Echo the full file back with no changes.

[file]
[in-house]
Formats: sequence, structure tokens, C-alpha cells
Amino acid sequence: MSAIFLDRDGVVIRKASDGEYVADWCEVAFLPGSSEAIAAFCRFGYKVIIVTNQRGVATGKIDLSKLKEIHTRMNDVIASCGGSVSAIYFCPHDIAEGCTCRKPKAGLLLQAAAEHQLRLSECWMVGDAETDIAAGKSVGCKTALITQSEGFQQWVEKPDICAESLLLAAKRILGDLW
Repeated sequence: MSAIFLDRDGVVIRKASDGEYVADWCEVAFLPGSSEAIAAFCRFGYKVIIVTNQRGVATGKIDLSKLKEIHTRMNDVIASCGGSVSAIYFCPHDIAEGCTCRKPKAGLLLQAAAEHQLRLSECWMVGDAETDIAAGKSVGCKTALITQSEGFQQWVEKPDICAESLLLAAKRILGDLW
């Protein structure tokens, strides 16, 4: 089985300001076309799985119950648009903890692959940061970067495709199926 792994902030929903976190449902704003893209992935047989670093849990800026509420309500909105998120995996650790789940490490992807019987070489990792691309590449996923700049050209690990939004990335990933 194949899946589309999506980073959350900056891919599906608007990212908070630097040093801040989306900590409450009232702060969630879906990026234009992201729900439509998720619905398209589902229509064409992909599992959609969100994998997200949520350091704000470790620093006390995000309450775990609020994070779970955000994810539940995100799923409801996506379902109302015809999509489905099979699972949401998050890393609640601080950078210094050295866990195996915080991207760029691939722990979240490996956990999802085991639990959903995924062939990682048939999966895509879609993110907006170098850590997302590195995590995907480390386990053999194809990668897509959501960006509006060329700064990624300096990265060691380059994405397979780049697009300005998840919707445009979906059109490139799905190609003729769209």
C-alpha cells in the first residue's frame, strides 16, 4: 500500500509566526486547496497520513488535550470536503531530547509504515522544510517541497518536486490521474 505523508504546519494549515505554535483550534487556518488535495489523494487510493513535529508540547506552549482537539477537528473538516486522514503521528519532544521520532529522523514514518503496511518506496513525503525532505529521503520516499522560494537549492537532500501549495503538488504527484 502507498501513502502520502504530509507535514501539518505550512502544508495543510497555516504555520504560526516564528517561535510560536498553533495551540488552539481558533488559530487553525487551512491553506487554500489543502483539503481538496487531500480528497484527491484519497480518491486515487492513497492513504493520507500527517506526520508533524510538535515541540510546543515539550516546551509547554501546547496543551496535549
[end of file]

[in-house]
Formats: sequence, structure tokens, C-alpha cells
Amino acid sequence: MSAIFLDRDGVVIRKASDGEYVADWCEVAFLPGSSEAIAAFCRFGYKVIIVTNQRGVATGKIDLSKLKEIHTRMNDVIASCGGSVSAIYFCPHDIAEGCTCRKPKAGLLLQAAAEHQLRLSECWMVGDAETDIAAGKSVGCKTALITQSEGFQQWVEKPDICAESLLLAAKRILGDLW
Repeated sequence: MSAIFLDRDGVVIRKASDGEYVADWCEVAFLPGSSEAIAAFCRFGYKVIIVTNQRGVATGKIDLSKLKEIHTRMNDVIASCGGSVSAIYFCPHDIAEGCTCRKPKAGLLLQAAAEHQLRLSECWMVGDAETDIAAGKSVGCKTALITQSEGFQQWVEKPDICAESLLLAAKRILGDLW
């Protein structure tokens, strides 16, 4: 089985300001076309799985119950648009903890692959940061970067495709199926 792994902030929903976190449902704003893209992935047989670093849990800026509420309500909105998120995996650790789940490490992807019987070489990792691309590449996923700049050209690990939004990335990933 194949899946589309999506980073959350900056891919599906608007990212908070630097040093801040989306900590409450009232702060969630879906990026234009992201729900439509998720619905398209589902229509064409992909599992959609969100994998997200949520350091704000470790620093006390995000309450775990609020994070779970955000994810539940995100799923409801996506379902109302015809999509489905099979699972949401998050890393609640601080950078210094050295866990195996915080991207760029691939722990979240490996956990999802085991639990959903995924062939990682048939999966895509879609993110907006170098850590997302590195995590995907480390386990053999194809990668897509959501960006509006060329700064990624300096990265060691380059994405397979780049697009300005998840919707445009979906059109490139799905190609003729769209």
C-alpha cells in the first residue's frame, strides 16, 4: 500500500509566526486547496497520513488535550470536503531530547509504515522544510517541497518536486490521474 505523508504546519494549515505554535483550534487556518488535495489523494487510493513535529508540547506552549482537539477537528473538516486522514503521528519532544521520532529522523514514518503496511518506496513525503525532505529521503520516499522560494537549492537532500501549495503538488504527484 502507498501513502502520502504530509507535514501539518505550512502544508495543510497555516504555520504560526516564528517561535510560536498553533495551540488552539481558533488559530487553525487551512491553506487554500489543502483539503481538496487531500480528497484527491484519497480518491486515487492513497492513504493520507500527517506526520508533524510538535515541540510546543515539550516546551509547554501546547496543551496535549